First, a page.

Inmate gets parole after 38 years

By Tarik Minor, Anchor-reporter, tminor@wjxt.com
Christopher Yazbec, News editor, News4Jax.com, cyazbec@wjxt.com
Published On: Jan 15 2014 03:29:29 PM EST
Updated On: Jan 15 2014 06:20:15 PM EST

VIDEO: A parole hearing brings relatives of some convicted inmates and family members of victims to Atlantic Beach to hear their fate.

JACKSONVILLE, Fla. -

Family members of Florida prisoners and victims from around the state were all in one room in Atlantic Beach on Wednesday as a parole board meeting was held, allowing people to express their opinions on whether inmates should be released from prison or stay behind bars.

Out of 41 inmates up for parole review, five of them had family members speak in court, either in support or opposition of their release. The board also decided to release on parole an inmate who has spent the last 38 years behind bars.

Jessie Overstreet, who spent 31 years in prison for a 1975 murder, celebrated inside the parole board hearing, overjoyed that his close friend and fellow inmate Anthony Pedone was granted parole by commissioners. Pedone's been in prison since 1976.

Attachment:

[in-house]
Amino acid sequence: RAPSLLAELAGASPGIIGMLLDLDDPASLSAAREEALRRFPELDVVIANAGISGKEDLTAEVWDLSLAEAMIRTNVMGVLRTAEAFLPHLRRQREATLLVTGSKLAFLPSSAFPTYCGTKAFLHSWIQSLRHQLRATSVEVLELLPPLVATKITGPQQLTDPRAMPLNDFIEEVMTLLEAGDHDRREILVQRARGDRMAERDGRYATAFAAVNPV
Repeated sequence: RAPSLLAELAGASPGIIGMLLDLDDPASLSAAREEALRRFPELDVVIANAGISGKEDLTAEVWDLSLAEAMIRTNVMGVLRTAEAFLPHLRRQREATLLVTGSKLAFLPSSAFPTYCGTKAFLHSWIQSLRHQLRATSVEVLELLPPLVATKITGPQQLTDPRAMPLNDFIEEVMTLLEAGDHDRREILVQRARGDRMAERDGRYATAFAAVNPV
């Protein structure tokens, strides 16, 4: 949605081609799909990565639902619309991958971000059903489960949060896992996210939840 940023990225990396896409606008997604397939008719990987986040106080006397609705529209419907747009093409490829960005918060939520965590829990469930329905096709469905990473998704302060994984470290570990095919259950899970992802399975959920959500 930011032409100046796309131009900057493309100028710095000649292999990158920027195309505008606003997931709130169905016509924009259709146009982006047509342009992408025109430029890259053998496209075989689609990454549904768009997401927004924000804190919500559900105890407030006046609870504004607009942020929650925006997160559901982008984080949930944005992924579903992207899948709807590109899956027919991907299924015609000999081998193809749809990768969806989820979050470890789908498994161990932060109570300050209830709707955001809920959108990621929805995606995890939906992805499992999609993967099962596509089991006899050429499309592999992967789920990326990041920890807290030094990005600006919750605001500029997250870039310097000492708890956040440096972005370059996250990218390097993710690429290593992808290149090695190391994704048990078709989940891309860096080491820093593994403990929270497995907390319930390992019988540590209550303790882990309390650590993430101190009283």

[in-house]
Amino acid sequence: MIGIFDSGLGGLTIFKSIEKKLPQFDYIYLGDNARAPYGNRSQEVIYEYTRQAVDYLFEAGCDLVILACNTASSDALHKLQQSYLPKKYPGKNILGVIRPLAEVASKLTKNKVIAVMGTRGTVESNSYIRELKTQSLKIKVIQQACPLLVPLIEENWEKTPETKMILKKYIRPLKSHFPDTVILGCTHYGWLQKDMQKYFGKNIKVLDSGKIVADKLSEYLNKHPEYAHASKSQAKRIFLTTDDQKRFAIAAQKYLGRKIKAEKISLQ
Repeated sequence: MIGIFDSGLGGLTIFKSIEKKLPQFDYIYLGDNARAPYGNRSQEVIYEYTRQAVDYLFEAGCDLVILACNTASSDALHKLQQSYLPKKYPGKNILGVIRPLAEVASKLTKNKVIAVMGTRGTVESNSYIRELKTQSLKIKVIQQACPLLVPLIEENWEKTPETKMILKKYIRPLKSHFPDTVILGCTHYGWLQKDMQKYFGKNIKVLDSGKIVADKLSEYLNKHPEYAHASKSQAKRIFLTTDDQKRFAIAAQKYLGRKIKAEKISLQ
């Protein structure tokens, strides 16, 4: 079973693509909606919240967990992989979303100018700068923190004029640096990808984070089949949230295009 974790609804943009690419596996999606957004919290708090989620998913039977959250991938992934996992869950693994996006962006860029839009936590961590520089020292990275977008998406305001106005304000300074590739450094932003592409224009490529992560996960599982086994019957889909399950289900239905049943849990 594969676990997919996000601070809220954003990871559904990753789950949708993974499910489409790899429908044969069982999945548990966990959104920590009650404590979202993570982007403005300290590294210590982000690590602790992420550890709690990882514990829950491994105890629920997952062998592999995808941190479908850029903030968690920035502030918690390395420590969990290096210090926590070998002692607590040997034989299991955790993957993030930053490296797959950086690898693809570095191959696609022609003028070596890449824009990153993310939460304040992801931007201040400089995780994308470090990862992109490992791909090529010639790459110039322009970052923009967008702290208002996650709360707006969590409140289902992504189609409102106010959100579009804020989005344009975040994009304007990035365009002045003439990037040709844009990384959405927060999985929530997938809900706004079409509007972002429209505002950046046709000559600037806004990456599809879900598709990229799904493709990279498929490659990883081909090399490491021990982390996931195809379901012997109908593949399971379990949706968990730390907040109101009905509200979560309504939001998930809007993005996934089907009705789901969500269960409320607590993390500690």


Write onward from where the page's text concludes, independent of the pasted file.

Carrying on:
"He went through the trials and tribulations in the past, but he has God in his life," Overstreet said of Pedone. "When God is with you, who can be against you?"

Overstreet and recently released prisoners Juan Lusunariz, and Steven Medlin told commissioners about the change they've seen in Pedone's personality. Commissioners overwhelmingly agreed.

"It feels so good to see someone else with that opportunity, who did more time than I did, get out," Medlin said. "Now he has the opportunity to show everybody he's not that person he was 38 years ago."

Others at the hearing like Jenny Mirabella and her family traveled all the way from Brevard County in opposition of the release of Ronnie Davenport, who murdered 22-year-old Joan Hill in 1976.

"She was 22. I was 19. And now I'm 57 and I wonder what kind of friend my sister would have been," Mirabella said.

They told commissioners they are scared that if Davenport is ever released he'll go through with his promise of revenge on their family.

"I really and truly don't want to go to sleep with baseball bats and butcher knives worrying about if he's coming around again," Mirabella said. "I thank you for your time and pray God will lead your heart to the right thing."

"I want him home. I want him home," said Lisa Moore, whose brother Richard Day is incarcerated.

Moore told commissioners her mother's health is failing, pleading with them to grant Day release, a plea that didn't work.

"I will fight this to the end and they will see," Moore said. "They've kept him in prison for 32 years."

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